Coronavirus and financial stability risks for UK and EU insurers
Carriers have proven resilient to the onslaught of the Covid-19 pandemic, but significant concerns remain
In July, the European Insurance and Occupational Pensions Authority ("EIOPA") published its 2020 financial stability report for insurers and occupational pensions schemes in the EU, providing a quantitative and qualitative assessment of potential risks in the sector.
While the report acknowledges the industry was well capitalised to manage the initial effects of the coronavirus pandemic as a result of the risk-based approach adopted in the Solvency II regulations, it has identified a number of risks insurers will need to consider as the long-term implications of the pandemic continue to unfold.
The financial stability objective is largely two-fold: it aims to tackle systemic risks and maintain the resilience of the macroeconomic environment as a whole. In terms of materiality, the top challenges EIOPA identifies for insurers relate to investment and underwriting profitability, solvency position, exposure to banks and cyber risk. Unsurprisingly, coronavirus-related risks dominate the findings, given the sheer scale of the anticipated economic downturn remains unknown.
In terms of profitability risk, EIOPA says low interest rates, which are expected to remain as central banks try to sustain the economy, will drive down insurers’ returns on investments. There is concern this risk will be compounded by reductions in loan and dividend returns, as the knock-on effects of a recession unfold. Both the Prudential Regulation Authority ("PRA") and EIOPA warn the scale of certain risks, such as underwriting profitability, has yet to materialise. In the UK, the potential insurer liability for business interruption claims is as yet unknown – depending on the final outcome of the recent Financial Conduct Authority test case.
On the solvency side, the report identifies several effects of the Covid-19 outbreak that could weaken insurers’ solvency positions, including falling revenues due to premium holidays and a surge in bad debts. The looming risk of rating downgrades due to market volatility is also expected to devalue insurers’ assets – which could affect own funds positions and solvency ratios. In fact, the PRA report warns credit downgrades are a key challenge for life insurers’ matching adjustment portfolios. To preserve their capital position, both regulators reiterate previous calls to defer all discretionary dividend distributions and share buybacks.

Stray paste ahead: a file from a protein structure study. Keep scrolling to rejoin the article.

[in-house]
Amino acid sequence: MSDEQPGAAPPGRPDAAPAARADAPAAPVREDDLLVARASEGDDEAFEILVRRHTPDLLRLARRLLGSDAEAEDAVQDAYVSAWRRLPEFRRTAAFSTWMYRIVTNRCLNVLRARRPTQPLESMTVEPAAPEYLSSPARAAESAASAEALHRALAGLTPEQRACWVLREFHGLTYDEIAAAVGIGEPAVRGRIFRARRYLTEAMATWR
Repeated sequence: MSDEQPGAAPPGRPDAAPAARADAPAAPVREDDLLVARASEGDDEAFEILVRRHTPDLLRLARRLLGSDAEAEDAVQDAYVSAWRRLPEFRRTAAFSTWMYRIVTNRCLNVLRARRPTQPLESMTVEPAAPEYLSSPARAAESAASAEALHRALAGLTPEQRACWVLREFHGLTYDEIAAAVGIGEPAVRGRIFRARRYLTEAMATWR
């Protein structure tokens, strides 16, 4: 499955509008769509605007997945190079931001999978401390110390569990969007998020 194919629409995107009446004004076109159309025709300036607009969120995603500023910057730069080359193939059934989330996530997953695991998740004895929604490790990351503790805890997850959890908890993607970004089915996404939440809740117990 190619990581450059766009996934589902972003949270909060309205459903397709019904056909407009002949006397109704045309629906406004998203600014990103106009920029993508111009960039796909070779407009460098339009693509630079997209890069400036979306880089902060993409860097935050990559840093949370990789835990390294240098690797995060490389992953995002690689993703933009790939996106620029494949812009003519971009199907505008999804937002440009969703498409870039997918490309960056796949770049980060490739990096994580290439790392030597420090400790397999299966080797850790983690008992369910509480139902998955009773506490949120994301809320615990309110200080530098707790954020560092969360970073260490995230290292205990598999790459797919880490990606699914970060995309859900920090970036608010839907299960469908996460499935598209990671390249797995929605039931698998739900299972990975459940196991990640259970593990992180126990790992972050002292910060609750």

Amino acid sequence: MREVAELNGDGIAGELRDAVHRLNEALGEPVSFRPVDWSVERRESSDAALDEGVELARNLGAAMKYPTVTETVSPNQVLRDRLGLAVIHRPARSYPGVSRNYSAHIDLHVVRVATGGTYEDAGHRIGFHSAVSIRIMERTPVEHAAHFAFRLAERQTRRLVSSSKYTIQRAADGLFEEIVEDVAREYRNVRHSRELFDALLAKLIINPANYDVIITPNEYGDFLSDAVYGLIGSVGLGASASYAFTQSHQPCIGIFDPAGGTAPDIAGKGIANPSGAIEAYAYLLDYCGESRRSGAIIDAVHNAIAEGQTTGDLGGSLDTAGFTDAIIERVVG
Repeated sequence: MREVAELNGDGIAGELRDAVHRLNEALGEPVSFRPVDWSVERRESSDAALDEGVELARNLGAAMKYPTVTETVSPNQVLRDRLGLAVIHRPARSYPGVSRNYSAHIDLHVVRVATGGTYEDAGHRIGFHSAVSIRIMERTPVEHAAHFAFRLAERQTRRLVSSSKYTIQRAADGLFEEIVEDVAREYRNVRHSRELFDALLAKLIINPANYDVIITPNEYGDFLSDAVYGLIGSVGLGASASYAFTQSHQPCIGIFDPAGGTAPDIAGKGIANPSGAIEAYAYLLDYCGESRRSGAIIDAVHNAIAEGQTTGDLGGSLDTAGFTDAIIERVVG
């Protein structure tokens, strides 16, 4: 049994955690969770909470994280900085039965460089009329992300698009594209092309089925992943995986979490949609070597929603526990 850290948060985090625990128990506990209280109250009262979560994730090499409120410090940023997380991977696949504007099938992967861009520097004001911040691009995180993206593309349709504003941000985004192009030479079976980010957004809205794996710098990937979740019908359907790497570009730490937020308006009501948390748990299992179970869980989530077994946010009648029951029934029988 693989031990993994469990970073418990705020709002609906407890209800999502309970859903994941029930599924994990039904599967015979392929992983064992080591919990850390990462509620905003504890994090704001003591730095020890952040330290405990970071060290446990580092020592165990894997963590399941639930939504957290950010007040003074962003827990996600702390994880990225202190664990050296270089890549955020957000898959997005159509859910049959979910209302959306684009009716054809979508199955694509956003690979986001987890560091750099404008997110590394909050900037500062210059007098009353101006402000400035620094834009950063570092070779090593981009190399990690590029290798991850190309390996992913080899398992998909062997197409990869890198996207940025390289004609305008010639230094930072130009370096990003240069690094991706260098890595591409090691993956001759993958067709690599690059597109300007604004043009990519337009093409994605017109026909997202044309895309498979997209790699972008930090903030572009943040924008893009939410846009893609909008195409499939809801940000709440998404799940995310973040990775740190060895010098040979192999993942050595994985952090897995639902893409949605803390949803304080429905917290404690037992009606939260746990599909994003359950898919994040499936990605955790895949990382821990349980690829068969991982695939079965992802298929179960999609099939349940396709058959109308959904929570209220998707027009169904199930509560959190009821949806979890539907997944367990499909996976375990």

More generally, Eiopa highlights mass remote working arrangements have increased cyber attacks and this has put a further spotlight on cyber risk. The interconnectedness of the banking and insurance sectors could also cause a spill-over of the above risks.
Both UK and EU regulators have already taken steps to address some issues, including the relaxation of supervisory reporting and disclosure deadlines in March 2020 to facilitate business continuity for insurers and the introduction of state aid systems to backstop trade credit cover.
Eiopa also recommends firms adopt a prudent approach and mitigate the impact of Covid-19, including by identifying any affected products early on and considering proportionate remedial action to treat customers fairly. Firms will also need to closely monitor the evolving situation, update their risk and capital assessments and to take appropriate management actions to manage the impact on their balance sheets to meet the PRA’s expectations. The autumn review of Solvency II, both at EU and UK level, will no doubt provide another forum for legislating on emergency measures to mitigate these risks.